Day 3 was a blast.
Possibly the most interesting talk came from Michael Desai showing that evolution is not as simple as sequential fixation. Large scale approaches to directly study the evolution of populations were presented, as well as several more outstanding questions that are likely to be answered within the next following years (hopefully some of this by Alex).
Next on the list was Philip Kim, presenting compelling strategies to utilize short linear peptides as strategies to directly modulate protein-protein interactions. Although difficulties remain (how can we reliably identify SLiM targets within the cell?), this approach presents interesting perspectives for the near future as 500 000 peptides will be screened and likely to identify hundreds of novel ‘druggable’ targets.
Ryan Gutenkunst suggests that the correlation between the depletion of tyrosine contents and the number of tyrosine kinases is unlikely to be due to selection against spurious phosphorylation (though no alternative hypotheses were presented). This is interesting because similar arguments have been put forward against spurious TFBS, however these arguments are still controversial.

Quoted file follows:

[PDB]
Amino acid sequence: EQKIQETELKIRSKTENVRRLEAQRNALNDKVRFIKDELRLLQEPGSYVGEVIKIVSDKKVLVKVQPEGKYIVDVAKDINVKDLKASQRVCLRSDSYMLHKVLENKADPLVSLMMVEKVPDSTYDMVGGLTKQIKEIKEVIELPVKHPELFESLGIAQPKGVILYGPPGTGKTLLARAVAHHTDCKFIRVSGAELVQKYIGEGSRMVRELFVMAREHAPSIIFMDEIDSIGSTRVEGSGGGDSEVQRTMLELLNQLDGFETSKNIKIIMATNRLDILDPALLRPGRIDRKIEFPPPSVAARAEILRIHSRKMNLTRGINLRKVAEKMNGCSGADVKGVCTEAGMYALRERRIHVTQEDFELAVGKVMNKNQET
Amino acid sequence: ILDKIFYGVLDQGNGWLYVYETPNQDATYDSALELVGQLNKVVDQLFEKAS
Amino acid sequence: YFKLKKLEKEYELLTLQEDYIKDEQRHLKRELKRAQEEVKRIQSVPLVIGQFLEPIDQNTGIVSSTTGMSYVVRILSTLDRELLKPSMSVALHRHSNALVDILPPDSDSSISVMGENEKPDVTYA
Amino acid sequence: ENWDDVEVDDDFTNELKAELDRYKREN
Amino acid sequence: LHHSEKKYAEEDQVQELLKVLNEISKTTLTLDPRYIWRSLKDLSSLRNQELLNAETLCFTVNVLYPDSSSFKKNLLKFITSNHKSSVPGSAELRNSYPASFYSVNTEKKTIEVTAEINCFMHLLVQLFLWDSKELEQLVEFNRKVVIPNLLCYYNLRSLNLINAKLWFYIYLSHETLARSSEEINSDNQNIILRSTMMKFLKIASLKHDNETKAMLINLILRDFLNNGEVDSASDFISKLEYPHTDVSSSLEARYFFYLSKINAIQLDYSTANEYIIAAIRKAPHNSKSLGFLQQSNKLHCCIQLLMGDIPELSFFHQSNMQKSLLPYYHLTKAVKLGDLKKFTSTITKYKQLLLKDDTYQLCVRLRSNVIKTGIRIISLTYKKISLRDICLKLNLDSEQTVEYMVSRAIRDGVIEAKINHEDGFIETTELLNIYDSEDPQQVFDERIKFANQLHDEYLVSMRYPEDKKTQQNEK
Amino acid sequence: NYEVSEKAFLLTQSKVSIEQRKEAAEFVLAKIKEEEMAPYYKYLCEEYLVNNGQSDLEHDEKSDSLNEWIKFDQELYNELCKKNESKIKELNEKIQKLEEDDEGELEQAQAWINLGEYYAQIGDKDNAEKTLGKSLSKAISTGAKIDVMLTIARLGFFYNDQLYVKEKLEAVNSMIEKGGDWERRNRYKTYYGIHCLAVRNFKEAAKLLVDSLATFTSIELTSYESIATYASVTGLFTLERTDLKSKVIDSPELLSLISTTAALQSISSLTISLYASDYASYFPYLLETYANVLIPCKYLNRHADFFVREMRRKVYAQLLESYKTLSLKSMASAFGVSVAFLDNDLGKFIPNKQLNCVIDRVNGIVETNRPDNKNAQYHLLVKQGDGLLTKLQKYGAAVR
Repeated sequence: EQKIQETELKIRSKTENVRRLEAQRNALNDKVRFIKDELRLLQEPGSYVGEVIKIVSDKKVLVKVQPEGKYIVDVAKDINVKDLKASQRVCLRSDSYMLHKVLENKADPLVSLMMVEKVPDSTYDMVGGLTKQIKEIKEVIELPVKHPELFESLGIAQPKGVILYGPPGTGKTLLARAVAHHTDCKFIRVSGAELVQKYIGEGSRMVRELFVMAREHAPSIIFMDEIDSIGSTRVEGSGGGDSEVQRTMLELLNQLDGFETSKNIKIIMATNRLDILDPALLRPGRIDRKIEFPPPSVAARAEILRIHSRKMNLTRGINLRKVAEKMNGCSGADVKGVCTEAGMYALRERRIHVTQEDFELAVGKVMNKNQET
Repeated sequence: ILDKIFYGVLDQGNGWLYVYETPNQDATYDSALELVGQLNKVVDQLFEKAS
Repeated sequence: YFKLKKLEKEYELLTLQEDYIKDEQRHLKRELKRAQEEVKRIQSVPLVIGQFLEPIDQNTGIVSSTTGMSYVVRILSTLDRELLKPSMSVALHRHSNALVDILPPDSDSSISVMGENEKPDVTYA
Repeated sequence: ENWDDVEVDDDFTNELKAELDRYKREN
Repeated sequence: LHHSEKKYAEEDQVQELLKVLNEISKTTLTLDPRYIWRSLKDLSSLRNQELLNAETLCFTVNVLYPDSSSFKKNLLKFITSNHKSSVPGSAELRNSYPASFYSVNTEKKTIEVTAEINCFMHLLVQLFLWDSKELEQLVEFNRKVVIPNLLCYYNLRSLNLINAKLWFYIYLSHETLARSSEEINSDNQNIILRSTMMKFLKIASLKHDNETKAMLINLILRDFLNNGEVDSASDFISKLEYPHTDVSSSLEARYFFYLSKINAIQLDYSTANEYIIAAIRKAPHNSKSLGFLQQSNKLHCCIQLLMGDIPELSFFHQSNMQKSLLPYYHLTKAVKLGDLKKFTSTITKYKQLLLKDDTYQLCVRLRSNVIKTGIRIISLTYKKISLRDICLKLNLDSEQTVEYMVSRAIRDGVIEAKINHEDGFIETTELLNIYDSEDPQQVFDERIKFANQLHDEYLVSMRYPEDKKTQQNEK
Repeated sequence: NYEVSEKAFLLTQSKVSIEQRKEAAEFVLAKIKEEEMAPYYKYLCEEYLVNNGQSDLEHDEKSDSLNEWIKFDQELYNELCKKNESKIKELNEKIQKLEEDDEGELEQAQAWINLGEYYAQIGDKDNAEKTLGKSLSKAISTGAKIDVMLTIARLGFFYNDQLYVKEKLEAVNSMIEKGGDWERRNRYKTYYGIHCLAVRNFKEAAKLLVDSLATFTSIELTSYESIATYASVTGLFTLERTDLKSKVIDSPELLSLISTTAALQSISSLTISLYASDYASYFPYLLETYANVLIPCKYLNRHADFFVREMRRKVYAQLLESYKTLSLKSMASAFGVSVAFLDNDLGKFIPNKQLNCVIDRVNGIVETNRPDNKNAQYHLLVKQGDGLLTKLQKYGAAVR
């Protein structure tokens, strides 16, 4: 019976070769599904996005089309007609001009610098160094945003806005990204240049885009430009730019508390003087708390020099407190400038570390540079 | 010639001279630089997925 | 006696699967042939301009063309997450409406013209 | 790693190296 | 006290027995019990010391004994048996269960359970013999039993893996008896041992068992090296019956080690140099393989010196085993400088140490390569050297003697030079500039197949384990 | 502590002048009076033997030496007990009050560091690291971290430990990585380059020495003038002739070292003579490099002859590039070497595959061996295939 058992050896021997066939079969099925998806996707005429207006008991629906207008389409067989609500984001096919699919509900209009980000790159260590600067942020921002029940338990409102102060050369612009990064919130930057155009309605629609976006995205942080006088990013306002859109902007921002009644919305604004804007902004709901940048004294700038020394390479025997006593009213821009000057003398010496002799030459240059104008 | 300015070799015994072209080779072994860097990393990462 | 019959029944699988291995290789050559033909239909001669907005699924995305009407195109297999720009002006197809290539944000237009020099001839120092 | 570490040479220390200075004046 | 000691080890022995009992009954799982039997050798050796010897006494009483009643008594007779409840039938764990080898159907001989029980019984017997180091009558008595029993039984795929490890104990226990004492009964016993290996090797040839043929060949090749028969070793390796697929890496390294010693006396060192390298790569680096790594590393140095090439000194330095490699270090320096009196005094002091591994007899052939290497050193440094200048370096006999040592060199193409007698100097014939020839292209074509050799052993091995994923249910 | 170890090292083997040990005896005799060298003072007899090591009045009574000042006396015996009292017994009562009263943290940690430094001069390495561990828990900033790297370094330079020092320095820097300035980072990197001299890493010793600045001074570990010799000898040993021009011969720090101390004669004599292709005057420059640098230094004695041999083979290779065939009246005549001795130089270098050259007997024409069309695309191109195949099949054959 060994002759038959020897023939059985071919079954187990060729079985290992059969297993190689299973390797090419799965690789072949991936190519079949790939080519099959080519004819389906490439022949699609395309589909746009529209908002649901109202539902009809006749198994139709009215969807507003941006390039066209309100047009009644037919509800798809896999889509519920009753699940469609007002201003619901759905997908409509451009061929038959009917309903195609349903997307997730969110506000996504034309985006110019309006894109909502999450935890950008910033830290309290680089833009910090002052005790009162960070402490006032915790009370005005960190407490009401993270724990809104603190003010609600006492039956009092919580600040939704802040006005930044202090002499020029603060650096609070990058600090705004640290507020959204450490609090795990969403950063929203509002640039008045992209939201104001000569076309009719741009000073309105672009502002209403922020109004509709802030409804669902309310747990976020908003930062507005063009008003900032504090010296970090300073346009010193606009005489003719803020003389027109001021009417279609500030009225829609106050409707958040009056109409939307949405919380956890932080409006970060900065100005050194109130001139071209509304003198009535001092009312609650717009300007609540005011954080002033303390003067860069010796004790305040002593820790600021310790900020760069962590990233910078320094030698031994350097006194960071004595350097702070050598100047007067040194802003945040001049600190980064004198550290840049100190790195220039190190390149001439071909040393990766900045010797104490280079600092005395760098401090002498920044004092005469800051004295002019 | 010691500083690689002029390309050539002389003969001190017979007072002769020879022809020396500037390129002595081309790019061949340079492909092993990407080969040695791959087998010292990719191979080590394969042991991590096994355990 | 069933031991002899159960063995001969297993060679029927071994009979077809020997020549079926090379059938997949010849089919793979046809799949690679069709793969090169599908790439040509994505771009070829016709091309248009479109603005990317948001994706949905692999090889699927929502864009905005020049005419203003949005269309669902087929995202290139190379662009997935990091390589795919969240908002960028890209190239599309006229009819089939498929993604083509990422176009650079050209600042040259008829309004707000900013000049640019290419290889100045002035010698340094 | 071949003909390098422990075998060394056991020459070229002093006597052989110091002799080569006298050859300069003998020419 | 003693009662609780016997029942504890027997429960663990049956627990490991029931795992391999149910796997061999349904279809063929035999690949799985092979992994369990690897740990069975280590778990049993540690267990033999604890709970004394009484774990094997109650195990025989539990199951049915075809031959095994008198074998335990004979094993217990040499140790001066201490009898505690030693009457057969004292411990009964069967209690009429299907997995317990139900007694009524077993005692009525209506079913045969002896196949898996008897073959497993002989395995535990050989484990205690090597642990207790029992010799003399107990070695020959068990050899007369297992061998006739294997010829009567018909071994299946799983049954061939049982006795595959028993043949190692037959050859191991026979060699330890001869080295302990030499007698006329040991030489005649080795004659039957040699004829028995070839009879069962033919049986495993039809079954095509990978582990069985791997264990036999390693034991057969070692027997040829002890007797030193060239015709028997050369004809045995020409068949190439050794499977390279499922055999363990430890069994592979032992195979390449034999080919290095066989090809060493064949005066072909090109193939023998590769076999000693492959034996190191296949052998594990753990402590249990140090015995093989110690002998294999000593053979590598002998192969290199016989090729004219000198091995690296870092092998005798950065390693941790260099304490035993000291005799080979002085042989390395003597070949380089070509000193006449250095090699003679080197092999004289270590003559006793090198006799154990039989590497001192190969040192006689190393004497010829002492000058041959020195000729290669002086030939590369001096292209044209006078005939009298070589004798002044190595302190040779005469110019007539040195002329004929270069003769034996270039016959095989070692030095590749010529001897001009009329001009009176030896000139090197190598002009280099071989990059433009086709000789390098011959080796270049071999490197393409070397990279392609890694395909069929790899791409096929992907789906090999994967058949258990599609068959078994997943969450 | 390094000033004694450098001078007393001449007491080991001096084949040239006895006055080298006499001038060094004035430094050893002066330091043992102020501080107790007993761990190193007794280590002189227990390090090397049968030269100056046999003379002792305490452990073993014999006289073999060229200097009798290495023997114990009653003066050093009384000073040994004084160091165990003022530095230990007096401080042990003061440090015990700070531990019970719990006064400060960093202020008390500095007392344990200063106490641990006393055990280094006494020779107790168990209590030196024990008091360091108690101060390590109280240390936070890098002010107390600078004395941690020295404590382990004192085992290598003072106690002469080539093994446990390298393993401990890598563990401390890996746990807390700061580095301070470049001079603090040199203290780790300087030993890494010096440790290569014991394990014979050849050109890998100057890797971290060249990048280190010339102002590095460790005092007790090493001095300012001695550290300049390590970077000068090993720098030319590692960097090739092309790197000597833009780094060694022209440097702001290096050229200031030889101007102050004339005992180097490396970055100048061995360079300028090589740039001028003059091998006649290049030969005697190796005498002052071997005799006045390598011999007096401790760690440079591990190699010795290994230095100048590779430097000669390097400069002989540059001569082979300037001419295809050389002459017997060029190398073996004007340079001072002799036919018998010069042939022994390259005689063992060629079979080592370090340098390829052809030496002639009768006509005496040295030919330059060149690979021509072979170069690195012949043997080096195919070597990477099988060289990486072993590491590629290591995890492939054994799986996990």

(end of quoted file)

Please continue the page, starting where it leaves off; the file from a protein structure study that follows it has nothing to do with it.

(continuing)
Nadia Singh showed evidence that pathogen inoculation in drosophila increase recombination rate, which she argues is consistent with the red queen hypothesis. However, future directions will aim to show that recombination improves resistance to pathogens.
The day ended with a perilous trip to El Hamburger, which although sounds uneventful, was full of suspense.